1. I haven't had any relatives tell about living in a dugout. The closest I've come to experiencing a dugout would be the cellar we had when I was a child. It was dug into a small hill in the back yard and we stepped down in to the earth to get the canned and dried goods kept there.

    Great post on an interesting part of our past.

  2. Charlene--My husband--11th of 12 children--had a step grandfather who was a twin. They were born in a dugout in North Texas, near Granbury. His family found hand-written notes by the mother about living in the dugout in the side of a hill. It's barely legible, but the odd flow of words and the descriptions are just riveting. She tells of a "lion" that comes to the dugout and takes up residence, usually sleeping on top of the dugout. The "lion" would roar to announce danger or someone coming. She claimed it protected her and her children, two of which were the twin boys.
    None of us can figure this out--probably it was small cougar or mountain lion--we wondered if it might have been a big yellow shaggy dog. It's a mystery.
    In any case, the idea of living in a dugout never appealed to me at all, and only believe people used one if they absolutely had it. It just give me shivers thinking about it.
    Your novel sounds intriguing--I love such stories.
    And Welcome to the Sweethearts of the West!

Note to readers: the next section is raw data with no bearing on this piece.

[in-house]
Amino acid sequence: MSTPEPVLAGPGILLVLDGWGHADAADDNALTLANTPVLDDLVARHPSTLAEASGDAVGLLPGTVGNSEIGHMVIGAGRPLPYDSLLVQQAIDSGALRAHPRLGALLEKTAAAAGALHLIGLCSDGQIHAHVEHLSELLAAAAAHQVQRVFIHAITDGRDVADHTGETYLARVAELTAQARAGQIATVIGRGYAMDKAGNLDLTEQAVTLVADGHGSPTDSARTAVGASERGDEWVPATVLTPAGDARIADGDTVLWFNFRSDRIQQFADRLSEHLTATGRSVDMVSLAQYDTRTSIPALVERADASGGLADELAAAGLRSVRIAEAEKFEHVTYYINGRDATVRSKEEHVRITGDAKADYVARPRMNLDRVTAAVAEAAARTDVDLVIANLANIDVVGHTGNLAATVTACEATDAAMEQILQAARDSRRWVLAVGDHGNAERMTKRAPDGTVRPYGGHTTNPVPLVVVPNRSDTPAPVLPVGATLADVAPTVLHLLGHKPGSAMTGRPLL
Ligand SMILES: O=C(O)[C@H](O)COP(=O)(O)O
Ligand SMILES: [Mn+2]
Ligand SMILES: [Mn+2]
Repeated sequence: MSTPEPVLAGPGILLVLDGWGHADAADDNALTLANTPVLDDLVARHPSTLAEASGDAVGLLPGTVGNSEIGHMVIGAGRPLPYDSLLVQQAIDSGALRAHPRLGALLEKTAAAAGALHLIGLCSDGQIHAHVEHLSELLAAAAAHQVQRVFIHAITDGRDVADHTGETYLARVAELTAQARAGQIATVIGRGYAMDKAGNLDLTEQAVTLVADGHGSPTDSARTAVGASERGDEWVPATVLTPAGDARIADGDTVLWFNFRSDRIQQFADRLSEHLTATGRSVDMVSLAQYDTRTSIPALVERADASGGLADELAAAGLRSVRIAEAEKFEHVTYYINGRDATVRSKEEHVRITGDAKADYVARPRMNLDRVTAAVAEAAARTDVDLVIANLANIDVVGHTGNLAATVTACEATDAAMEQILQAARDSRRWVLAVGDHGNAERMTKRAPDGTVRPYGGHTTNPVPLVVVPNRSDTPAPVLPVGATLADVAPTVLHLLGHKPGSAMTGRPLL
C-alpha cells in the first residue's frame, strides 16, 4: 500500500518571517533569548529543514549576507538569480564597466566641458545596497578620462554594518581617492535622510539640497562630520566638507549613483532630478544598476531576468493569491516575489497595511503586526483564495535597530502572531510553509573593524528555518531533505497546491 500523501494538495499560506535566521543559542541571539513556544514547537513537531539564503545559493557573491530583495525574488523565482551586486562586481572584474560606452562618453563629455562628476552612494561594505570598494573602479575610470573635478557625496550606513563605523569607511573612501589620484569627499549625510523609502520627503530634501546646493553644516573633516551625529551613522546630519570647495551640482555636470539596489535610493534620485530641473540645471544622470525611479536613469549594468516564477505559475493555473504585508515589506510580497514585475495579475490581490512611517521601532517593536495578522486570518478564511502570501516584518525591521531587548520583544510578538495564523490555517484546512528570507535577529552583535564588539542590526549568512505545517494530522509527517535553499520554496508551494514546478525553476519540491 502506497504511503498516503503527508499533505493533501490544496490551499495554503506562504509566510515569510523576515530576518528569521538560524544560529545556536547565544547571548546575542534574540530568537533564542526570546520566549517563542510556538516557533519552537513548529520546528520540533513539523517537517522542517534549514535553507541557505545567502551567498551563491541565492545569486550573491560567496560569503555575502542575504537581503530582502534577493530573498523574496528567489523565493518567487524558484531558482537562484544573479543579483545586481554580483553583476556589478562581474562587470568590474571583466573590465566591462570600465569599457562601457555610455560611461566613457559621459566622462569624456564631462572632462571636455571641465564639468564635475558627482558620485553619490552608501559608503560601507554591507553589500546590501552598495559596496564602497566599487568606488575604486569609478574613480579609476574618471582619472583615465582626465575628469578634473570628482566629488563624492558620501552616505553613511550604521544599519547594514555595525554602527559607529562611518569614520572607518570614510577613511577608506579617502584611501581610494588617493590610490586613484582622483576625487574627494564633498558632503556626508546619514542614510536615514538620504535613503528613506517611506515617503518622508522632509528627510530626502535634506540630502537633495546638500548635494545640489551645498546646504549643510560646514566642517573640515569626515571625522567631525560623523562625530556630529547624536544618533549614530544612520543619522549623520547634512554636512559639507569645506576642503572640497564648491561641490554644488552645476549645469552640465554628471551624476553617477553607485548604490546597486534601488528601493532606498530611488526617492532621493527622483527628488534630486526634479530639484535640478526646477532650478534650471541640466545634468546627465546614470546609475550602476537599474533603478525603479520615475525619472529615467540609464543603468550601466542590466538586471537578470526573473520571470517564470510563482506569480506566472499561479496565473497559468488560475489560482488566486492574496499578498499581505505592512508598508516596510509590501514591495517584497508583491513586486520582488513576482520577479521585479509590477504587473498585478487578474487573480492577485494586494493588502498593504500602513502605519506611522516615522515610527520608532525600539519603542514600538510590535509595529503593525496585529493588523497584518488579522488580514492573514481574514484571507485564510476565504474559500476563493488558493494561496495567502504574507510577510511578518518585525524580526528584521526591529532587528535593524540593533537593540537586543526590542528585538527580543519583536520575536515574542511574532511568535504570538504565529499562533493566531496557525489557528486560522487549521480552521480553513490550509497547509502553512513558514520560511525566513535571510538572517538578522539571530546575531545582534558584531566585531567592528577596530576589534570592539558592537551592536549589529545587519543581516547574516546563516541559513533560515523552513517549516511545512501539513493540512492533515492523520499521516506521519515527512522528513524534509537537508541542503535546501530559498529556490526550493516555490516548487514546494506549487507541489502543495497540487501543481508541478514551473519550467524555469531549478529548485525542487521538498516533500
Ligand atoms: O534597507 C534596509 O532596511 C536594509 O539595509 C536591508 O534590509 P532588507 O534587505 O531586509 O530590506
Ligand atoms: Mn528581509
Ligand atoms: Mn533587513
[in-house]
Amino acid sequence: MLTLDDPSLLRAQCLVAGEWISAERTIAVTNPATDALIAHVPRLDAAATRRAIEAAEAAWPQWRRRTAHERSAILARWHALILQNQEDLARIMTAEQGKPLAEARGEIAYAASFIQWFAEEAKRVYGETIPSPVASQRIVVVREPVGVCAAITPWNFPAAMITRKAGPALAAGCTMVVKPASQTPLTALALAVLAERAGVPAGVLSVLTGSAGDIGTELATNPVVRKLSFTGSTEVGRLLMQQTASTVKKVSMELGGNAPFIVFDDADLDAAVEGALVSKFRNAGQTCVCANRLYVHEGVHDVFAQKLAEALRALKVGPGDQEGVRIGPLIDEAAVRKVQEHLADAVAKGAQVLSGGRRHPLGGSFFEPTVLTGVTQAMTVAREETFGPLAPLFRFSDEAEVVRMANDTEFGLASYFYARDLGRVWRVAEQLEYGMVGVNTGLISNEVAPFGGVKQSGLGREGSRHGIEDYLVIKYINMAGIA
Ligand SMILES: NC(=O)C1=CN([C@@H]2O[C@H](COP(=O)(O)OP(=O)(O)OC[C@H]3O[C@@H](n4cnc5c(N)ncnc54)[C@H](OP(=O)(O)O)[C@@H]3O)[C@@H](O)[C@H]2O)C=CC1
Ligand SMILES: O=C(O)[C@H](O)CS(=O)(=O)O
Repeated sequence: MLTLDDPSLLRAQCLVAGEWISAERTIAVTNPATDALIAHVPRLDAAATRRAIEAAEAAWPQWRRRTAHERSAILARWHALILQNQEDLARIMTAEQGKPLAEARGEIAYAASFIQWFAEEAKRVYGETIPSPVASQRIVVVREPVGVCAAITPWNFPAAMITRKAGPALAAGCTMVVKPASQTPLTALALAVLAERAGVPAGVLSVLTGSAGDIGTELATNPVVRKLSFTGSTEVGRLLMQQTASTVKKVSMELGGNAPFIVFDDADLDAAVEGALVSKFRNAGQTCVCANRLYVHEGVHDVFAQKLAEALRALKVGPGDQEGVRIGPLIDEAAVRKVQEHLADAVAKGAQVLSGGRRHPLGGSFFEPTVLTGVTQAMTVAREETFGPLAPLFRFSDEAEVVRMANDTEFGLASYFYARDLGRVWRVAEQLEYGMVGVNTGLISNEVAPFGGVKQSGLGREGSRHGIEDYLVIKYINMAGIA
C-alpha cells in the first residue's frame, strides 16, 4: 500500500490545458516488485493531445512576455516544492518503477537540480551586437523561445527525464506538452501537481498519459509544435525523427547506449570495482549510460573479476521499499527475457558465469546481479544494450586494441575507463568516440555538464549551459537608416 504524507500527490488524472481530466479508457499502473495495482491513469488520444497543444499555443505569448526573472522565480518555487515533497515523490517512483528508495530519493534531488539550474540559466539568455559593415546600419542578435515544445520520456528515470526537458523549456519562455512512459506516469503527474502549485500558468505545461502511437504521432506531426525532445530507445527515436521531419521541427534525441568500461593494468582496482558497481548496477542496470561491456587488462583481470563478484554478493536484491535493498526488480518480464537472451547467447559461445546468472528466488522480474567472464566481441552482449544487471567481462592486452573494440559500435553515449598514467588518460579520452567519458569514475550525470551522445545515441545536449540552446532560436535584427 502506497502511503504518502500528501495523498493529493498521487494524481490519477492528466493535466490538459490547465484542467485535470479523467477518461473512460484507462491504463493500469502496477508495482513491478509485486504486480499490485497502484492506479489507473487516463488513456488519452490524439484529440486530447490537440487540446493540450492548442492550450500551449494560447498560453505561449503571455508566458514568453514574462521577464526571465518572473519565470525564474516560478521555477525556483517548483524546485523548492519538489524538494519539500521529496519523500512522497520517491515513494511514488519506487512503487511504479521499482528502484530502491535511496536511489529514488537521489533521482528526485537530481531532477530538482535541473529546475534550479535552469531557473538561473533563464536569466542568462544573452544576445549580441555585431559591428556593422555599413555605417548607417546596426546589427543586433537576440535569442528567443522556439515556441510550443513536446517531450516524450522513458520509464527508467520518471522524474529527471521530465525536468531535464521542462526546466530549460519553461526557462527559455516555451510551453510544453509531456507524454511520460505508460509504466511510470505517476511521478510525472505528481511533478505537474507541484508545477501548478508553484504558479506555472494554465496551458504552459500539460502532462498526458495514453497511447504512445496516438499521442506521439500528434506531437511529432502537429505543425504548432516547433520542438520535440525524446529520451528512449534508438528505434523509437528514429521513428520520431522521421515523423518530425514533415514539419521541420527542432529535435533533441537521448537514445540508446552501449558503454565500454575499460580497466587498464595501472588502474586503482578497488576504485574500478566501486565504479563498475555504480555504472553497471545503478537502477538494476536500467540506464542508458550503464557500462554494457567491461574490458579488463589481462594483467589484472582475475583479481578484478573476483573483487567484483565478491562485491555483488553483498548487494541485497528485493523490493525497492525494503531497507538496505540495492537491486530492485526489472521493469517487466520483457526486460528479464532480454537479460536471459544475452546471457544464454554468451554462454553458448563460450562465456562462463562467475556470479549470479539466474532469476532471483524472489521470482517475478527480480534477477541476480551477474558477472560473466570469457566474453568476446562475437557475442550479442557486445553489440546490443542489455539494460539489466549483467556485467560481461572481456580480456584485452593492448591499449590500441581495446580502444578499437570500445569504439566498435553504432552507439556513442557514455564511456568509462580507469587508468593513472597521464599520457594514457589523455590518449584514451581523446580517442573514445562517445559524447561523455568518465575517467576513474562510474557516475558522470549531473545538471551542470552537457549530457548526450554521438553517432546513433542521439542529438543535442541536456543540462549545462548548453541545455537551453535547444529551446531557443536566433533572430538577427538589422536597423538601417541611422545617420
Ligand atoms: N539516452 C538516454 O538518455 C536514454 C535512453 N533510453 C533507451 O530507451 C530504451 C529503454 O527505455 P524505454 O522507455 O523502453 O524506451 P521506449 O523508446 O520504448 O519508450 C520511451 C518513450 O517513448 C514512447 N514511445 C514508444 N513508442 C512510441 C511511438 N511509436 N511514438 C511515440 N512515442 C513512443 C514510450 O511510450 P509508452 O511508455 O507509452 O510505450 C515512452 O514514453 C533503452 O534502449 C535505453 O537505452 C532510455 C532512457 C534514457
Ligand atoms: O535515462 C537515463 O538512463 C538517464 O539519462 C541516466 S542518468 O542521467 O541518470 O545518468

3. Paty, a lot of dugouts were turned into fruit & vegetable cellars after the family moved into their new house. Thanks for stopping by.

  4. Thanks, Celia. Loved your tale of the "lion" that protected the family. What a good detail that would have been to have added to my story. Maybe because the family lived in a "cave" or "hole", the lion felt connected to them. It's not unknown for wild animals to make such connections, though it's usually to domesticated pets rather than people. I imagine it was a young mountain lion. Sometimes a semi-cave was used as a base for digging a dugout. Maybe this is what happened and the semi-cave was where that cougar was born. Who knows. Fascinating.

  5. Wonderful post, Charlene! I'm originally from Kansas, and although none of my ancestors lived in dugouts, I've read diaries of pioneer women complaining about the bugs dropping down from the ceilings just as you described.

  6. Thanks, Alison. I can sure tell you I wouldn't have liked living in a dugout.

  7. Great cover art, Charlene, and interesting info about the dugouts. I shudder to think of living in one, but I guess the real adventurers would get along just fine.

  8. No, I never knew my grandparents, and my parents never mentioned anything like that. I imagine the closest they came to a dugout was a shotgun house, which is what most poor people in this area (Miss)lived in back in the day!! Very interesting post, I always enjoy reading them.

    mlawson17 at hotmail dot com

  9. Lofty,the very thought of those critters crawling around gave me the creeps. It was interesting to learn that sod houses were better insulated than conventional housing.